Understanding the Shift in Retail Behavior

A mix of online and in-person shopping is likely to be the way forward in retail, and location technology will play a key role in ensuring a good buying experience for consumers.

Online Shopping

The World Bank had forecast that despite the recovery of the global economy post the Covid pandemic, economic output would be about 2% below pre-pandemic projections by the end of 2021. What does this mean for digitally reliant retail?

Even before Covid unsettled the traditional way of life, the world had been seeing a steady shift in people’s spending behavior. This shift revolutionized the way supply chains/logistics were looked at. Stores that used to be predominantly based at physical locations, carrying out physical transactions, started to shift to digital platforms, selling products and services online.

At the height of the pandemic, factors like reduced purchasing power of the people and high internet connectivity translated to purely offline businesses faring poorly while worldwide lockdowns by governments ensured that the trend of shifting stores and services online gained further momentum. However, this shift came with its own share of problems: delivery time and shipping costs were of concern to sellers while buyers could not necessarily receive orders at their convenience.

A new model

The shift in people’s spending behavior led to the emergence of a new model of consumption, the hybrid model, which combines online and offline shopping experiences. In retail and e-commerce, this model means that consumers can buy their products online but choose to pick up the items from the nearest physical store. This model is also called ‘Buy Online, Pick Up In-Store’, or BOPIS. Among other advantages, it offers flexibility to consumers and reduces costs for sellers.

While e-commerce giant Amazon is mostly known for its online model, it also offers an excellent example of how the hybrid model works. Customers can order products online and pick them up at their convenience at local stores later on. Target and Walmart are the other big names that offer the BOPIS facility.

Why a hybrid model?

A report titled The New Face of Local found that instead of being entirely dependent on online offerings, the retail behavior of consumers indicated that less than 18% of US consumers prefer to research and buy products exclusively online. The report, published by Uberall and MomentFeed, is based on a survey of over 1,000 U.S. customers, and analyzes nearly 80,000 business locations’ local online performance. “Our report shows that as economies reopen, people are much less likely to distinguish between online and offline, and instead prefer a consumer purchase journey that blends physical and digital experiences in a non-linear fashion,” says Nick Hedges, Chief Strategy Officer and EVP, North America, Uberall.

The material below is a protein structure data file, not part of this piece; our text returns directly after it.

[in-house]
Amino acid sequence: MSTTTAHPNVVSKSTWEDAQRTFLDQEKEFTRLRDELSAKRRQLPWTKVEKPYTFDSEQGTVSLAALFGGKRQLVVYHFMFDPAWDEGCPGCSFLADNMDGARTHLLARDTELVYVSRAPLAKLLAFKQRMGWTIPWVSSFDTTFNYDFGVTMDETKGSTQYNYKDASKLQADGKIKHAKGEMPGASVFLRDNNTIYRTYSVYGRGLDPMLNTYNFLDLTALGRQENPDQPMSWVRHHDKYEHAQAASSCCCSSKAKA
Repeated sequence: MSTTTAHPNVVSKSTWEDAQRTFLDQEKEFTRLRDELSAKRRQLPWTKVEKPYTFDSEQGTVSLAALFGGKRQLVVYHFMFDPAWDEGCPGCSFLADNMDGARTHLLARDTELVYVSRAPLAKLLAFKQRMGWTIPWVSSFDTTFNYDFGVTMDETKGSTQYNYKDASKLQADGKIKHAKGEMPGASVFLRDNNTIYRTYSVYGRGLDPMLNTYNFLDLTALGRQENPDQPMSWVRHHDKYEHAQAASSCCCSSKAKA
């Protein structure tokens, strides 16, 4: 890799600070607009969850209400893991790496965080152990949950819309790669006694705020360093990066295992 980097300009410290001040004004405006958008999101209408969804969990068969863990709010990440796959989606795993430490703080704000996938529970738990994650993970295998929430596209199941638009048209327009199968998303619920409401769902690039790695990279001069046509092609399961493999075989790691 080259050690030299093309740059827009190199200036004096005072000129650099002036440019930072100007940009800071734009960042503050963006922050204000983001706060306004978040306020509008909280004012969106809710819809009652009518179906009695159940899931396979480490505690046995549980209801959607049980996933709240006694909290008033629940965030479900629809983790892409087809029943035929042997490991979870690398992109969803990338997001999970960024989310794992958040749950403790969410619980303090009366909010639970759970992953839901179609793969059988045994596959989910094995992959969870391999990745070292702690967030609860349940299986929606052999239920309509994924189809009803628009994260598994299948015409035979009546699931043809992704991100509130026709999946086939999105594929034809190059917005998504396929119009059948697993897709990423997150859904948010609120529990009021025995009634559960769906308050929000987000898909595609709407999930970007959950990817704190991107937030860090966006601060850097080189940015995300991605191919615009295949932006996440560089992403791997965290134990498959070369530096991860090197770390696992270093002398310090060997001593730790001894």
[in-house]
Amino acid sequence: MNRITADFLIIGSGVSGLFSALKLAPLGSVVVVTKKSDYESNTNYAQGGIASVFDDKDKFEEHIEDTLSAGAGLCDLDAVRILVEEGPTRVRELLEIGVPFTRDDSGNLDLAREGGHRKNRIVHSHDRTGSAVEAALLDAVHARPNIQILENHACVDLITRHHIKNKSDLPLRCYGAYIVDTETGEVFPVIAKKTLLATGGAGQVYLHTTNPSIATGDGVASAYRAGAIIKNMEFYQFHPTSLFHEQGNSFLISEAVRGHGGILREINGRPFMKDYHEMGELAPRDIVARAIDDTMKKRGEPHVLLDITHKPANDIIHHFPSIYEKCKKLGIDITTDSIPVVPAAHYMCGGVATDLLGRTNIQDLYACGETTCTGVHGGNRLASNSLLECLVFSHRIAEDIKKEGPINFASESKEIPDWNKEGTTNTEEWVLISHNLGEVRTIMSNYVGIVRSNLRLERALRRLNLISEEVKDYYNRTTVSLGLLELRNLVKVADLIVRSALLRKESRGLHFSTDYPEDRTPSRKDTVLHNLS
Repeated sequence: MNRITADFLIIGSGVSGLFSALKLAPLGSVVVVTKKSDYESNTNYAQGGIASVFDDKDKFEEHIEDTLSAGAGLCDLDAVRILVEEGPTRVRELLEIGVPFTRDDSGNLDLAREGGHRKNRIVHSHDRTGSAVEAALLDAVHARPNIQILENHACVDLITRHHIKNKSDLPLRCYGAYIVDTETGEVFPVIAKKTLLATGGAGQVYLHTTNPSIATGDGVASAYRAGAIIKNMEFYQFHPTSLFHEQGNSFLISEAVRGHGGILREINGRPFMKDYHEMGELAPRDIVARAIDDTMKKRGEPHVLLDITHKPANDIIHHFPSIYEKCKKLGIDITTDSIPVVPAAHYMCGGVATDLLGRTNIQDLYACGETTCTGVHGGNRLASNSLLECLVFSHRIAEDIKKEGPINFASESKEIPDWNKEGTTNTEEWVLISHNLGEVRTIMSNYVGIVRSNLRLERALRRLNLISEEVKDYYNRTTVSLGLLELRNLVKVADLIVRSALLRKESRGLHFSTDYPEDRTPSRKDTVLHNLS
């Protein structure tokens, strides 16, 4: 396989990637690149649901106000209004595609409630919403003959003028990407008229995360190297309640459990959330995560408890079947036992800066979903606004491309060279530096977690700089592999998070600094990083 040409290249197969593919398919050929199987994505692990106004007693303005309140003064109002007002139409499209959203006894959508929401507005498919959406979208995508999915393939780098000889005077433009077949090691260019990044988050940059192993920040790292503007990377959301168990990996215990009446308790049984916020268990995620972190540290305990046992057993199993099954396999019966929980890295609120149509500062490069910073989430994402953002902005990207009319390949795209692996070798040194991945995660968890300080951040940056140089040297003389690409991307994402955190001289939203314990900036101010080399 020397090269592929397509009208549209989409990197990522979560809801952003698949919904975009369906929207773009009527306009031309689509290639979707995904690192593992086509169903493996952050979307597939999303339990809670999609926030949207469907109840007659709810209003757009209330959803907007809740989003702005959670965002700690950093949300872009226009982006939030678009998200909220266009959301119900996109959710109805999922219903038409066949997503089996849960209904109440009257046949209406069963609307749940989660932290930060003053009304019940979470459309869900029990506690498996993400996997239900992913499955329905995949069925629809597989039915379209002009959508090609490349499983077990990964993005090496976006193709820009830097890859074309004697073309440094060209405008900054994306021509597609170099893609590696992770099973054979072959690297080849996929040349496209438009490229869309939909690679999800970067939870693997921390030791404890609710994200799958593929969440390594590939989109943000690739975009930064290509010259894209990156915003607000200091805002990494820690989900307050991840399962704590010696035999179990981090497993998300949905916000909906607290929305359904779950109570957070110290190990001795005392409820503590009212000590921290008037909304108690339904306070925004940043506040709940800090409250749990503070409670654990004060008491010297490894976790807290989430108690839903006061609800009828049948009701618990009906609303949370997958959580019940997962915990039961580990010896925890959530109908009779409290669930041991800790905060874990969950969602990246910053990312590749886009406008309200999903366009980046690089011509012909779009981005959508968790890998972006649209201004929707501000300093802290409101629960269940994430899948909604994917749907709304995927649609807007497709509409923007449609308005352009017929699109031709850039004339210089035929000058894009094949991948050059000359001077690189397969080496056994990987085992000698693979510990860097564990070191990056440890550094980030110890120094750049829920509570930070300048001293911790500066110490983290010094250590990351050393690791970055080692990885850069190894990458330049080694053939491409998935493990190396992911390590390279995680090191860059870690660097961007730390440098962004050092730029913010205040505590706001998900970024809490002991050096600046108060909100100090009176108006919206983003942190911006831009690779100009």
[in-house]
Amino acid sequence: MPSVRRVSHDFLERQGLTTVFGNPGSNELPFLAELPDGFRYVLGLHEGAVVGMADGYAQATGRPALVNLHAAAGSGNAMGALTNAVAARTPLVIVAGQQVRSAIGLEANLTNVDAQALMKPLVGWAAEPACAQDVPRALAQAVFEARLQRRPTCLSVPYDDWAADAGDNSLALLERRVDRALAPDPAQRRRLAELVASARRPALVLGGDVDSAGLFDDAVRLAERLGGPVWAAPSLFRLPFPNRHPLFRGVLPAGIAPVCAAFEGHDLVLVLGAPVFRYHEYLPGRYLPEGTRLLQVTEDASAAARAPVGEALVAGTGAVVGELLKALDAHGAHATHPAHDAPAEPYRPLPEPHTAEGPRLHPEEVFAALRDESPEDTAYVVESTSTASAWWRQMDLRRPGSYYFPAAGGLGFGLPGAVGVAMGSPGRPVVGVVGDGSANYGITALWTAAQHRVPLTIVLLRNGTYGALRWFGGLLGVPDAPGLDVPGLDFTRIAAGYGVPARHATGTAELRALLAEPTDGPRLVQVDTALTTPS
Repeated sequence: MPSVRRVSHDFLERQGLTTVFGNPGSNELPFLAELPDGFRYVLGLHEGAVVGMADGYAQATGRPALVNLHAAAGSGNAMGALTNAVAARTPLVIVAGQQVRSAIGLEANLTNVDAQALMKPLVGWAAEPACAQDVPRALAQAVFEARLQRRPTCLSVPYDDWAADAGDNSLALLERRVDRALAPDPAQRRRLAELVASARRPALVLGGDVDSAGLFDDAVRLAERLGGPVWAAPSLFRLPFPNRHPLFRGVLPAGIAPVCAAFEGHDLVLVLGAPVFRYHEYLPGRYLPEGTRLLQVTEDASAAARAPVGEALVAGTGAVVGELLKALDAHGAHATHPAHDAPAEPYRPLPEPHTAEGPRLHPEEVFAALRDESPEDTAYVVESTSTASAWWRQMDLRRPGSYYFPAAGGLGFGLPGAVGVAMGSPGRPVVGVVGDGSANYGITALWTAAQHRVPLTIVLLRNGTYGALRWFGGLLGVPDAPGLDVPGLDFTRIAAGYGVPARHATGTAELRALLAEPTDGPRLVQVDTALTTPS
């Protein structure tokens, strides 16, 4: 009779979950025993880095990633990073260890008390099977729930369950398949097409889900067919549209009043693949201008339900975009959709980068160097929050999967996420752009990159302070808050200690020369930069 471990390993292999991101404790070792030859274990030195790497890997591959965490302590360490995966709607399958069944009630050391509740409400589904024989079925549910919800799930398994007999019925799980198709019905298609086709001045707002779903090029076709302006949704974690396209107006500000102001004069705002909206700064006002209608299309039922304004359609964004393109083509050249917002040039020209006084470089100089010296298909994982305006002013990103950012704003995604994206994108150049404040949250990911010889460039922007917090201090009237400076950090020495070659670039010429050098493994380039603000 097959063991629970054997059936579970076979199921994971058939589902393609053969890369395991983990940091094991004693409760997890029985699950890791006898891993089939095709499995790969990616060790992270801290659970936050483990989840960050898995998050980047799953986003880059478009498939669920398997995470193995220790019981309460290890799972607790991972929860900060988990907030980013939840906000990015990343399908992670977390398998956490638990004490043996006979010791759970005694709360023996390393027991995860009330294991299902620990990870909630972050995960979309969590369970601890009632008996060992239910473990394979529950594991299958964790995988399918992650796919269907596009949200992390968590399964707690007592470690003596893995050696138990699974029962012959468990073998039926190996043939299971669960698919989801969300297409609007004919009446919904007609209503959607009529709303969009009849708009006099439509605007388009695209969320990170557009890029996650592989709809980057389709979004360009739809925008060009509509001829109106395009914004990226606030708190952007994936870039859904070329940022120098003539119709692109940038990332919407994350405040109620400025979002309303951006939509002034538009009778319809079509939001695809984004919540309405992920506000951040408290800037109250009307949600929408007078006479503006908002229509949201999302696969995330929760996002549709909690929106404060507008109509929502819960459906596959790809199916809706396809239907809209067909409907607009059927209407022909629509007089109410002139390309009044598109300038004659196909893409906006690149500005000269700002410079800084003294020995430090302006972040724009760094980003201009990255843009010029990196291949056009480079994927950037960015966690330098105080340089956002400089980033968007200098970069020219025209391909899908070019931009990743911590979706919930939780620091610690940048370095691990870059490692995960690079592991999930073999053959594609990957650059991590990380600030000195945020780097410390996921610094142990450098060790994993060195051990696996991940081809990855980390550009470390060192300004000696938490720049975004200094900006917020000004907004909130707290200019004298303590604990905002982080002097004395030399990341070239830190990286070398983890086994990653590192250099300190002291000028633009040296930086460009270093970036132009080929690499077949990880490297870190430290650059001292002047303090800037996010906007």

The report indicates that an overwhelming majority of consumers (69%) use Google to find local business information, including reviews. Further, 20% people also use Apple Maps, Yelp, and/or Yahoo to find information about nearby businesses. However, the study notes that despite Google’s dominance, consumers actually use a multitude of search platforms and directories to find local business information. One out of five consumers surveyed said that besides using the search giant, they also used industry specific websites and apps to find local business information.

The shift in people’s spending behavior led to the emergence of a new model of consumption, the hybrid model, which combines online and offline shopping experiences.

A key point in the study was the foundational support that physical stores provide to e-commerce — 66.4% of consumers were more disposed towards buying something online if they had the option of returning it to a local physical store. In fact, of the consumers surveyed, 74% relied on physical stores at some point during their purchase process, even if the transaction ultimately happened online.

According to Hedges, “This is a strong indicator that consumers want a real-life experience in their journey — whether to evaluate the physical product in a store and/or the convenience of being able to take it home the same day.”

What lies ahead

However, this does not mean that the online shopping experience is seeing a decline. On the contrary, online searches have made it possible for multi-location businesses to execute hyperlocal marketing campaigns — driving local awareness, in-store traffic, and more calls for appointments and orders. This is where Location Intelligence, or LI, becomes relevant. Location Intelligence is used to understand consumers’ and buyers’ behavior associated with their travel patterns and where they live and work. The technology can help businesses gain more visibility and target the right customers. “Through deep analysis of spatial data, businesses are empowered to make more informed decisions about distribution channels, communication strategies, and pricing models. All of these help a company develop a competitive advantage in the market,” said Jonathan Matsheketsheke, Senior GIS Data Analyst, JCDecaux, to GW Prime in an exclusive interview in June this year.

A hybrid or BOPIS model offers businesses the opportunity to keep costs in check. Location Intelligence thus becomes more pertinent than ever for businesses looking to increase their market penetration in hyperlocal settings. By using methods such as IP address marketing, GPS marketing, proximity marketing, beacon marketing, and blueprints location-based marketing, businesses can promote themselves in a highly targeted manner. This, in turn, will lead to a localized experience that benefits not only consumers but also local and multi-location businesses.

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